The approach taken in this article follows Hadot’s (1998, 5) idea that for the ancients philosophy was a way of life, and that Marcus’ Meditations show us what it was like for an individual to try to live a Stoic life. However, rather than trying to cover all the themes in Marcus in this light—in addition to the topics discussed below, he talks about time, fate, death, the cycles of change in the cosmos—I focus on one basic question for Marcus’ project of living Stoically: what does a Stoic use to guide his own conduct? Addressing this basic question leads into discussion of the two virtues Marcus has the most to say about: justice and piety.

Although he acknowledges that he struggles to live as a philosopher, Marcus urges himself to that life, spelling out what it involves in Stoic terms:

The second century CE Roman emperor Marcus Aurelius was also a Stoic philosopher, and his Meditations , which he wrote to and for himself, offers readers a unique opportunity to see how an ancient person (indeed an emperor) might try to live a Stoic life, according to which only virtue is good, only vice is bad, and the things which we normally busy ourselves with are all indifferent to our happiness (for our lives are not made good or bad by our having or lacking them). The difficulties Marcus faces putting Stoicism into practice are philosophical as well as practical, and understanding his efforts increases our philosophical appreciation of Stoicism.

The approach taken in this article follows Hadot’s (1998, 5) idea that for the ancients philosophy was a way of life, and that Marcus’ Meditations show us what it was like for an individual to try to live a Stoic life. However, rather than trying to cover all the themes in Marcus in this light—in addition to the topics discussed below, he talks about time, fate, death, the cycles of change in the cosmos—I focus on one basic question for Marcus’ project of living Stoically: what does a Stoic use to guide his own conduct? Addressing this basic question leads into discussion of the two virtues Marcus has the most to say about: justice and piety.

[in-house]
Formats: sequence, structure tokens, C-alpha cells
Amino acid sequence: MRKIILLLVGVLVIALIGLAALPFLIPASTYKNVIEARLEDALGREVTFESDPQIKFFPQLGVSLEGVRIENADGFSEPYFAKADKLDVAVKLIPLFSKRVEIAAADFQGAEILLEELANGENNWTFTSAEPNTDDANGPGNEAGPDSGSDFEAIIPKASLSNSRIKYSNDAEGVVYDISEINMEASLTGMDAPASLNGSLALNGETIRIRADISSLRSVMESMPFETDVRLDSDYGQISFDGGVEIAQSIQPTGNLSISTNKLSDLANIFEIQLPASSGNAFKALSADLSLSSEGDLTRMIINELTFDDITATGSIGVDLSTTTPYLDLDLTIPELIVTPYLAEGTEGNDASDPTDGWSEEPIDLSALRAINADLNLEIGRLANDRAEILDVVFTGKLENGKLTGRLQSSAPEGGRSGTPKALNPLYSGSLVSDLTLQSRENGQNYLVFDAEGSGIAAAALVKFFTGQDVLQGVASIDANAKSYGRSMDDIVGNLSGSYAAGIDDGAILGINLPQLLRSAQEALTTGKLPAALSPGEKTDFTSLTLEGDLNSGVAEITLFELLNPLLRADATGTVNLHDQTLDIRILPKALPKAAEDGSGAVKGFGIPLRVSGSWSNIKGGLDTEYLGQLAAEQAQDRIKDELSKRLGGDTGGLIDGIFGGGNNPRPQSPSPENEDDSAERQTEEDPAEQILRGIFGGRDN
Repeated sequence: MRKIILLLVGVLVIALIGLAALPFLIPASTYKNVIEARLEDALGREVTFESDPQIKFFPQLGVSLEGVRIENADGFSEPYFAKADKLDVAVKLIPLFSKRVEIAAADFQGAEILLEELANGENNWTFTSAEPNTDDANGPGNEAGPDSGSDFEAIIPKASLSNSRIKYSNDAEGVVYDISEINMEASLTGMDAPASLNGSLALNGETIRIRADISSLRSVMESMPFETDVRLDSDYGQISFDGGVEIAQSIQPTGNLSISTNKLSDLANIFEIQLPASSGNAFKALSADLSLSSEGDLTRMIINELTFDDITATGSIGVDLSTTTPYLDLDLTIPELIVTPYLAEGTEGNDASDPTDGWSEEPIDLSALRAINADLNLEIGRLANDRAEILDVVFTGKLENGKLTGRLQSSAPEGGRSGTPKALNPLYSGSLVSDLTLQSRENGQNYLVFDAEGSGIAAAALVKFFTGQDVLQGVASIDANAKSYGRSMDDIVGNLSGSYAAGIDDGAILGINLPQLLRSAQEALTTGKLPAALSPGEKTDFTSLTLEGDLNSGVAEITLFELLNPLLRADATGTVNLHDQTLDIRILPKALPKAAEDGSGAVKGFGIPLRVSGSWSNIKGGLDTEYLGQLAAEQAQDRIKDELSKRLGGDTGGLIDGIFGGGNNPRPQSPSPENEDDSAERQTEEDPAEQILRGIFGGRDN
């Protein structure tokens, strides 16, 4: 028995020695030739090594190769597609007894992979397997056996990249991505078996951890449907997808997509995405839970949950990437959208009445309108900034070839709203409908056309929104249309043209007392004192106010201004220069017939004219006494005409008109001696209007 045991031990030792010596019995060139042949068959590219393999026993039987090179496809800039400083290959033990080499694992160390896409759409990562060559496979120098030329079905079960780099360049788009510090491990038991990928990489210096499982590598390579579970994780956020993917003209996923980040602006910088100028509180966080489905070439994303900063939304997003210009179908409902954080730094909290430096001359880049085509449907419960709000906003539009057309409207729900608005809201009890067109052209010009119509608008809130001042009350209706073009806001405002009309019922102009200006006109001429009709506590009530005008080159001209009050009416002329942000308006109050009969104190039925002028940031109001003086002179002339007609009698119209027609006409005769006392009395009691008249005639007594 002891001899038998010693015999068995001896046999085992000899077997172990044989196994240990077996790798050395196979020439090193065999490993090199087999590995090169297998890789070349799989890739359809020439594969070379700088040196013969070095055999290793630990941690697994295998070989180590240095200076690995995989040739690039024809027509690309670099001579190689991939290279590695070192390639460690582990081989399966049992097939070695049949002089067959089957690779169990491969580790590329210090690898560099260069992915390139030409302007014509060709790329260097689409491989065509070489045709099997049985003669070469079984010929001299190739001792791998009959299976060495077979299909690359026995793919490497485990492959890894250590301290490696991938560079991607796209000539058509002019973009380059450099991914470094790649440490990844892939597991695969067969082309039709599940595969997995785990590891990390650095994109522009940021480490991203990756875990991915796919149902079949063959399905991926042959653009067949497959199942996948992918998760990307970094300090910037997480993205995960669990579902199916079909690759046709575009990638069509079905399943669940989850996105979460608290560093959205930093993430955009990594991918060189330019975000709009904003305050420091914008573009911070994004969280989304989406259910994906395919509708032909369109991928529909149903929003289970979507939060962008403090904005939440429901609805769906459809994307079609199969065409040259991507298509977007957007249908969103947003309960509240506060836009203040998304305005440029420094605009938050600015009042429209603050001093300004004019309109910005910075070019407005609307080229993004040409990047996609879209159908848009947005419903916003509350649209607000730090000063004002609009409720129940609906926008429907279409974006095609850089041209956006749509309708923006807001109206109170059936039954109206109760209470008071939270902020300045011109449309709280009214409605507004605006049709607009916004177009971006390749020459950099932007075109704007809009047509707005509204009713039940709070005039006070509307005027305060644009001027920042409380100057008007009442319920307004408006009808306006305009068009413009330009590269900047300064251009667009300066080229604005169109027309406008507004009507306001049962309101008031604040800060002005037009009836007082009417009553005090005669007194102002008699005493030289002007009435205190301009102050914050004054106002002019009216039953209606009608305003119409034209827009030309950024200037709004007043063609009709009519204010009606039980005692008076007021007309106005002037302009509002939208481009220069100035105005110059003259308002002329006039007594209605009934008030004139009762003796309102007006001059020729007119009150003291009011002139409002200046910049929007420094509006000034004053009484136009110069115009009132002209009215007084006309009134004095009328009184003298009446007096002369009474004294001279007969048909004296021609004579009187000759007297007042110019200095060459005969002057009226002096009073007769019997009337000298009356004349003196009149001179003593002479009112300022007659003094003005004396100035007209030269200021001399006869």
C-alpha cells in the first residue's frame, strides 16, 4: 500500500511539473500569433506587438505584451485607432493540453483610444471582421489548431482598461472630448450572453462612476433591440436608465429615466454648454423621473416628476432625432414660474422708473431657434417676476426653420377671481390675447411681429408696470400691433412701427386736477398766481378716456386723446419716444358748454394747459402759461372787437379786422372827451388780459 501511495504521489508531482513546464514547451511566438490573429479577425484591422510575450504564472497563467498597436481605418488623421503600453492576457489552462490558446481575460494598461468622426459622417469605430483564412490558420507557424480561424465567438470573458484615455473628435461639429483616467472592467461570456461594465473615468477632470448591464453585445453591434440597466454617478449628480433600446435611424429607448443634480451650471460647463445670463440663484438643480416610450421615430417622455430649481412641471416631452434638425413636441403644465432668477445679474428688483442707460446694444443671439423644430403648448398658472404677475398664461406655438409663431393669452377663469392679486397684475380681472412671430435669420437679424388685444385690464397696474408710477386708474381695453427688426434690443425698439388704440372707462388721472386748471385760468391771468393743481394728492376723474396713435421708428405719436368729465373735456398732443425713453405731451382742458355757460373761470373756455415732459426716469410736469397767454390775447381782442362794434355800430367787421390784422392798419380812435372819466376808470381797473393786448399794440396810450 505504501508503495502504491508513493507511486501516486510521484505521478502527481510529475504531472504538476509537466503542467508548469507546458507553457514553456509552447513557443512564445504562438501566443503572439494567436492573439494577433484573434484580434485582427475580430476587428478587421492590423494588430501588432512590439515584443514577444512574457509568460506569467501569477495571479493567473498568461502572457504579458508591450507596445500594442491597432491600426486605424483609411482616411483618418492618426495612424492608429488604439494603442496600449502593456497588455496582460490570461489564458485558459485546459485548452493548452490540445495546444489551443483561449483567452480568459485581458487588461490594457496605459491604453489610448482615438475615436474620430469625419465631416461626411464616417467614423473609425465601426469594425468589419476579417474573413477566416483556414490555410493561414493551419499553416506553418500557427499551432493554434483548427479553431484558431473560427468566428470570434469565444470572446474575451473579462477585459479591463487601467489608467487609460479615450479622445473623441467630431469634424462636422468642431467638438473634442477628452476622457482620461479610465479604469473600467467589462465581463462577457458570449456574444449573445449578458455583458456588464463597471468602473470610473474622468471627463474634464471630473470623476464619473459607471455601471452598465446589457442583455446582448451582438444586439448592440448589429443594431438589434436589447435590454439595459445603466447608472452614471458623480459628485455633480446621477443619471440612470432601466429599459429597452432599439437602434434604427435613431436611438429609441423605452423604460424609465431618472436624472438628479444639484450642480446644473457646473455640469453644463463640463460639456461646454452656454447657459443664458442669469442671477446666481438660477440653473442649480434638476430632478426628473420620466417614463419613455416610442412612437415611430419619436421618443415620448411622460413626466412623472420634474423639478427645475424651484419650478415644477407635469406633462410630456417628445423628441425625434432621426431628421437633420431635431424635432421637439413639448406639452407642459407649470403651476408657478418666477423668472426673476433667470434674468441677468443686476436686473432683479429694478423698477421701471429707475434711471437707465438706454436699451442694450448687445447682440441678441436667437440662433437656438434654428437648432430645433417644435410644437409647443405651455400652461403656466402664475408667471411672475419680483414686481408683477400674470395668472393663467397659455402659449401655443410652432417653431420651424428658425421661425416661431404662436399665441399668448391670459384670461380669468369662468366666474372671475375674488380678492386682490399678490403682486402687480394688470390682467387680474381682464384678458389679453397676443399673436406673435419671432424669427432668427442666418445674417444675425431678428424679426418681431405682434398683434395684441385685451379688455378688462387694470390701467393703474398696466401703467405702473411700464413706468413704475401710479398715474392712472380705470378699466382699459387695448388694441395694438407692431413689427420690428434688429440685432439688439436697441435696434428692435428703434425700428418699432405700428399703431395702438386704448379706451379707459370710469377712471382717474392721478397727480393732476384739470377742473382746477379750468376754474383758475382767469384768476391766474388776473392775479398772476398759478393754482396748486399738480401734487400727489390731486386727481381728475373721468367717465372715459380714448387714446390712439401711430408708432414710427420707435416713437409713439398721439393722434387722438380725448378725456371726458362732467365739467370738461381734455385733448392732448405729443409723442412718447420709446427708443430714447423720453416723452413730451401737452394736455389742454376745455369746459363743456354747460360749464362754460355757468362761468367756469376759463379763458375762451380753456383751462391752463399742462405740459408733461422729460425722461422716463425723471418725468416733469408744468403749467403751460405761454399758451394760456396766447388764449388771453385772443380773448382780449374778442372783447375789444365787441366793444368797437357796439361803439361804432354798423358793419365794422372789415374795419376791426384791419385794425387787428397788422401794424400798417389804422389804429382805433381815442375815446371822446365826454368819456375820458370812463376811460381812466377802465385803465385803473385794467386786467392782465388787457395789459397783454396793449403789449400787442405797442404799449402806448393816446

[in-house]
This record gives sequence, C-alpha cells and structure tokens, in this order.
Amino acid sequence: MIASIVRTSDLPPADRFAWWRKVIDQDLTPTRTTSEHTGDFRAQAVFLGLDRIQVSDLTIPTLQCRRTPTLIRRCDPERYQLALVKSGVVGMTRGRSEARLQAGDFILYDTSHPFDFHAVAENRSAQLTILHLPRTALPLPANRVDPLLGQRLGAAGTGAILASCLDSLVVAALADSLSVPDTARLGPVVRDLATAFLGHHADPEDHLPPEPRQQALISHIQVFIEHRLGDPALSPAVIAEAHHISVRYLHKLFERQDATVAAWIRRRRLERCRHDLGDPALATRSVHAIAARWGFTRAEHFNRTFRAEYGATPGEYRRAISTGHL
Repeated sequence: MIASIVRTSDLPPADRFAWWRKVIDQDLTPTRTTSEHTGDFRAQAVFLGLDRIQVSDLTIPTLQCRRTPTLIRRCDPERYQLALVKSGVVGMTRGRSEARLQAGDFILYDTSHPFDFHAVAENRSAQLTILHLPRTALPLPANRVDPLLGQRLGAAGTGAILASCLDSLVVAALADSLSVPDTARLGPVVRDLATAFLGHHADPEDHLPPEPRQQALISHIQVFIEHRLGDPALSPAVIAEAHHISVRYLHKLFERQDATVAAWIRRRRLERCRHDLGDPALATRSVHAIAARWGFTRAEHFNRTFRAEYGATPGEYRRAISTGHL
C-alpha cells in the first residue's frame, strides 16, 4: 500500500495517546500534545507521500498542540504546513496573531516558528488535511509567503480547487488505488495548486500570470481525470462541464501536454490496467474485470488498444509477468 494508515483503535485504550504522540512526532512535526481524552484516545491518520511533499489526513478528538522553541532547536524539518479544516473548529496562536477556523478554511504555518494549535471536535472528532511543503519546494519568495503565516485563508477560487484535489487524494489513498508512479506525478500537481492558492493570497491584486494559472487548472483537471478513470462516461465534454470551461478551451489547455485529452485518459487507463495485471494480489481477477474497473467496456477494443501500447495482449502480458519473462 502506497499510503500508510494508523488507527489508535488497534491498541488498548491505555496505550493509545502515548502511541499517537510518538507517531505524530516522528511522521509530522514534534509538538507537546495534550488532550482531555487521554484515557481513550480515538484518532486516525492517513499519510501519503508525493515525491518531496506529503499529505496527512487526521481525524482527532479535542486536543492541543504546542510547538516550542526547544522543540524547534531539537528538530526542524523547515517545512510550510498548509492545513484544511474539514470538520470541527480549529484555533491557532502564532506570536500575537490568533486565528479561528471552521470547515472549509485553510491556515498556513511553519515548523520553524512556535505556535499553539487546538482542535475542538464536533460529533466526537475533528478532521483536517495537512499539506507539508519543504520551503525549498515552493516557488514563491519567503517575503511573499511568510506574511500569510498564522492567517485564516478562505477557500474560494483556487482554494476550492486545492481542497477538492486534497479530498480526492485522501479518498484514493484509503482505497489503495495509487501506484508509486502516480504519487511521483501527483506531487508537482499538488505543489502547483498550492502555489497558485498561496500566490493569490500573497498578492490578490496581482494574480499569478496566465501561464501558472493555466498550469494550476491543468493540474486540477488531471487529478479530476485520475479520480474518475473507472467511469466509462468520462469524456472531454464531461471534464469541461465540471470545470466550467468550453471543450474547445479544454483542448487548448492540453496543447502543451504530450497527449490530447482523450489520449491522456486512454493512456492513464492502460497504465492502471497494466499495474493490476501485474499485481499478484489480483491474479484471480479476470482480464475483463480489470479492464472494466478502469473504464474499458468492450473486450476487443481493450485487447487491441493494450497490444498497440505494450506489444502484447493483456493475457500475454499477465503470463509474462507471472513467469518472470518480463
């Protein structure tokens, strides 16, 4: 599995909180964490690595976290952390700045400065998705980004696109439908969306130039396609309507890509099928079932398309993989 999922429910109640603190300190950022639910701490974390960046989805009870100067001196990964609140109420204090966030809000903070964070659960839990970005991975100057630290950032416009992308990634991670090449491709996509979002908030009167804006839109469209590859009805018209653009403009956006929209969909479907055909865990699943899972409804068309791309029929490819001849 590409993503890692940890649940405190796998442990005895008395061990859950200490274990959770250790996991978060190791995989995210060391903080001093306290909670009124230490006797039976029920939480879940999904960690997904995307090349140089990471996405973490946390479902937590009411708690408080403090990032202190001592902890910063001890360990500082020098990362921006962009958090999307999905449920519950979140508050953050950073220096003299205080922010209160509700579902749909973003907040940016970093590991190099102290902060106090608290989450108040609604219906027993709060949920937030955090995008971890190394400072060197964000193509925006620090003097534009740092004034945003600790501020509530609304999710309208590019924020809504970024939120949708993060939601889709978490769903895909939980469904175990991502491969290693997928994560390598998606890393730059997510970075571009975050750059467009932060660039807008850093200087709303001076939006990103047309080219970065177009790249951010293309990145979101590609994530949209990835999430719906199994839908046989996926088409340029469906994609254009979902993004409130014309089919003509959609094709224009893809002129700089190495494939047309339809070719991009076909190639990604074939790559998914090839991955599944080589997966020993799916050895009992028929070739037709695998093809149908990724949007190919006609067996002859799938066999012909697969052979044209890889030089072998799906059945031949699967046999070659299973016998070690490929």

Although he acknowledges that he struggles to live as a philosopher, Marcus urges himself to that life, spelling out what it involves in Stoic terms:

Marcus Aurelius ( / ɔː ˈ r iː l i ə s / ; Latin : Marcus Aurelius Antoninus Augustus ; [6] [notes 1] [9] 26 April 121 – 17 March 180 AD) was Roman emperor from 161 to 180 , ruling jointly with Lucius Verus until Verus' death in 169 and jointly with his son, Commodus , from 177. He was the last of the so-called Five Good Emperors .

He was a practitioner of Stoicism , and his untitled writing, commonly known as Meditations , is a significant source of our modern understanding of ancient Stoic philosophy. It is considered by many commentators to be one of the greatest works of philosophy. [10]

During his reign, the Roman Empire defeated a revitalized Parthian Empire in the East: Aurelius' general Avidius Cassius sacked the capital Ctesiphon in 164. In central Europe, Aurelius fought the Marcomanni , Quadi , and Sarmatians with success during the Marcomannic Wars , although the threat of the Germanic peoples began to represent a troubling reality for the Empire. A revolt in the East led by Avidius Cassius failed to gain momentum and was suppressed immediately. Persecution of Christians increased during his reign.